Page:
Here’s why Illinois should allow bobcat hunting

Here’s why Illinois should allow bobcat hunting

I am jumping on the bandwagon to write about the bobcat bill. The governor is taking his time in making a decision on whether to allow hunting of bobcats for the first time in over forty years in the Land of Lincoln. During that time, opposers of the bill are getting pretty loud and ideas from celebrities, national organizations, city folk, country folk and politicians are filling editorial pages of newspapers across Illinois.

In fact, a survey of 625 Illinois voters at the beginning of the month showed 75 percent of voters want a veto of the bill. The bill itself barely passed both houses, for the second time this year, before going to the governor for a final decision.

With the birth of a couple versions of the reintroduction of bobcat hunting born right here in Macoupin county by our own state representatives and senators, it is a topic that could hit close to home for all of us.

Some people, you can tell have not read the bill or are not familiar with how it will work logistically. Those that are adamantly against it are actually, I am betting, against all hunting.

Whether we decide to add bobcats as a huntable species in Illinois now or later; it will need to be done someday, and I don’t think now is so awful of a time do it.

Yes, the bobcat was threatened. Now they are not. Are they a nuisance as some claim? No. And the stats do not support such claims. Three nuisance permits issued last year and nine the year before is hardly worth mentioning.

I spoke with several folks at the Illinois Department of Natural Resources (IDNR) and the opposition is correct; there is no need for large numbers to be harvested. That is exactly why there are strict limits that will be enforced. The negative effects some politicians are trying to use in their arguments for allowing a season are nonexistent and hurting their credibility.

Are they vicious people killers, as Rep. Ed Sullivan from Mundelein claims? No. Not a single human death by bobcat has ever been reported. Also, the dramatic claim of a 60-pound cat is a bit farfetched.

Many urging for a veto claim hunting them is unnecessary since bobcats don’t make a good meal. This is nothing but the lame old hunting for food argument. Raccoons and opossums, coyotes, crow and fox have a season, but I don’t see too many hunters boasting of a freezer full of their meat after a successful hunt.

Then there’s the trophy hunting argument. Yes, if a hunter harvests a bobcat it would be quite an accomplishment. Just as calling in a turkey or making an awesome quail shot is an accomplishment. Being successful at your sport or craft is satisfying. Again, those that use the trophy argument probably don’t support hunting in any form.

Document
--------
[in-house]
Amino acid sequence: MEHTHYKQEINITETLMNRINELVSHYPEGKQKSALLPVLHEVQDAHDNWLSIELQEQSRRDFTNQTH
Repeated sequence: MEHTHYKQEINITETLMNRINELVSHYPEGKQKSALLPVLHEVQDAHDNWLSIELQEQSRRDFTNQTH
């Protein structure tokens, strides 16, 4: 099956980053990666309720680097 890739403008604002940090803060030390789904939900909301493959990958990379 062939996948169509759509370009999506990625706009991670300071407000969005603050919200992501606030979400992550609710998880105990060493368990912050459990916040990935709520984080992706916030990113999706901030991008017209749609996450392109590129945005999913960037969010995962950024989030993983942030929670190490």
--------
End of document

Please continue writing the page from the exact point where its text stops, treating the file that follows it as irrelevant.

I have read some folks think greedy pelt hoarders are behind the bill. The majority of states allow bobcat hunting, and while the market may fluctuate, other state’s hunters are fetching less than $50 a pelt and exceptional quality pelts may demand a price nearing the $85 mark. A hunter will be limited on the riches he will make off bobcat pelts with the single permit Illinois will allow him or her.

IDNR is proposing strict permit numbers, less than 10 percent of the total population, which must be approved by the Fish and Wildlife Service to ensure the “harvest is not detrimental to the survival of the species in the wild.”

A valid point brought up by blogger Rick Bohning, who points out that wildlife is allocated to all people. A portion of it is allocated to hunters; and if the animal population is sustainable, hunting it is a hunter’s right.

Hunting is a sport and most hunters are the greatest stewards of the land and mindful conservationists. Not a single hunter wants to hunt a species to a threatened status, much less extinction.

The bill is aimed at giving hunters a chance to practice population control using their sport. Too bad such talk is not going on about increasing the incentive for harvesting coyote and foxes; maybe even control of hawks and owls. Those predators are the ones that are overpopulated and have unwittingly pinned the blame of small game decline on bobcats.

The minimal numbers that will be allowed to be harvested by IDNR will not be detrimental to the population. While the nuisance claims are (cough, ahem) bologna, the chance for hunters to harvest a bobcat should not be denied at this time. And with our own local legislator turned IDNR Director, Wayne Rosenthal, at the top; I think the interest in a thriving, sustainable population will be looked out for.

By Kathleen Clark